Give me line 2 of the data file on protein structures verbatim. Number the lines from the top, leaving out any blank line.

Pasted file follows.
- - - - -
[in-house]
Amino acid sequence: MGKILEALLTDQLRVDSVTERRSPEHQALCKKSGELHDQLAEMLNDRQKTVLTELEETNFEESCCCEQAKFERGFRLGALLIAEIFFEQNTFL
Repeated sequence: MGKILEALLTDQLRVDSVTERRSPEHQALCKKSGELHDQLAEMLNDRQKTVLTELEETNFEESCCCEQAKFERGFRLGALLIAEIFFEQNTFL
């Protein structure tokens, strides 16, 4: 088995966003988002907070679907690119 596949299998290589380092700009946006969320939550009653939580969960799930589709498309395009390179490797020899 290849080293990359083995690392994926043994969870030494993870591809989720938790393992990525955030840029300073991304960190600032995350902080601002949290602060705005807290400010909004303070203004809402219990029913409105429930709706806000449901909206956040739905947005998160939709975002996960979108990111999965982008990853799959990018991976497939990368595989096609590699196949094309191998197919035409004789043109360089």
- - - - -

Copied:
Amino acid sequence: MGKILEALLTDQLRVDSVTERRSPEHQALCKKSGELHDQLAEMLNDRQKTVLTELEETNFEESCCCEQAKFERGFRLGALLIAEIFFEQNTFL